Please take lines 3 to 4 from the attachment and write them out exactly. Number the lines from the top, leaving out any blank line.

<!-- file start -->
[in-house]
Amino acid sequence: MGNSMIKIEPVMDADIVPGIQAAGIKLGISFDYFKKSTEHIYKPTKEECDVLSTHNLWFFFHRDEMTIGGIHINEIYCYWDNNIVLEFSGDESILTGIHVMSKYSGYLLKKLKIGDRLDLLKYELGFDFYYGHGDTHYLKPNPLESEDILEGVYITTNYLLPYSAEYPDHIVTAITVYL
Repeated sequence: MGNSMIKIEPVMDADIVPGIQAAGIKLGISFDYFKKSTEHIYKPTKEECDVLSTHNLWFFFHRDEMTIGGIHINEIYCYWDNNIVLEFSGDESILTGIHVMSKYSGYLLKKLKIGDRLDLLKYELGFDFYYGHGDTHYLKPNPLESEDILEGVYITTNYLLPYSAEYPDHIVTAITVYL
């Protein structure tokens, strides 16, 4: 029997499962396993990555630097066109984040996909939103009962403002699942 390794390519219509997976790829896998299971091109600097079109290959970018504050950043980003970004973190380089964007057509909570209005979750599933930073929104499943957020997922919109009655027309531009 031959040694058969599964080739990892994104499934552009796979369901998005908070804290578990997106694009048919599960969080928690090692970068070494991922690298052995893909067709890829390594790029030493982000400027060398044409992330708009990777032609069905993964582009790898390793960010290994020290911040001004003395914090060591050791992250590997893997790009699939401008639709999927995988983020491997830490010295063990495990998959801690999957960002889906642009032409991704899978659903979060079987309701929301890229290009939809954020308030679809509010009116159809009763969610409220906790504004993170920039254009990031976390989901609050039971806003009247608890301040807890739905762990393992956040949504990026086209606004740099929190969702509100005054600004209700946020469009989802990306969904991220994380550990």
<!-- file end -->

Repeated sequence: MGNSMIKIEPVMDADIVPGIQAAGIKLGISFDYFKKSTEHIYKPTKEECDVLSTHNLWFFFHRDEMTIGGIHINEIYCYWDNNIVLEFSGDESILTGIHVMSKYSGYLLKKLKIGDRLDLLKYELGFDFYYGHGDTHYLKPNPLESEDILEGVYITTNYLLPYSAEYPDHIVTAITVYL
């Protein structure tokens, strides 16, 4: 029997499962396993990555630097066109984040996909939103009962403002699942 390794390519219509997976790829896998299971091109600097079109290959970018504050950043980003970004973190380089964007057509909570209005979750599933930073929104499943957020997922919109009655027309531009 031959040694058969599964080739990892994104499934552009796979369901998005908070804290578990997106694009048919599960969080928690090692970068070494991922690298052995893909067709890829390594790029030493982000400027060398044409992330708009990777032609069905993964582009790898390793960010290994020290911040001004003395914090060591050791992250590997893997790009699939401008639709999927995988983020491997830490010295063990495990998959801690999957960002889906642009032409991704899978659903979060079987309701929301890229290009939809954020308030679809509010009116159809009763969610409220906790504004993170920039254009990031976390989901609050039971806003009247608890301040807890739905762990393992956040949504990026086209606004740099929190969702509100005054600004209700946020469009989802990306969904991220994380550990």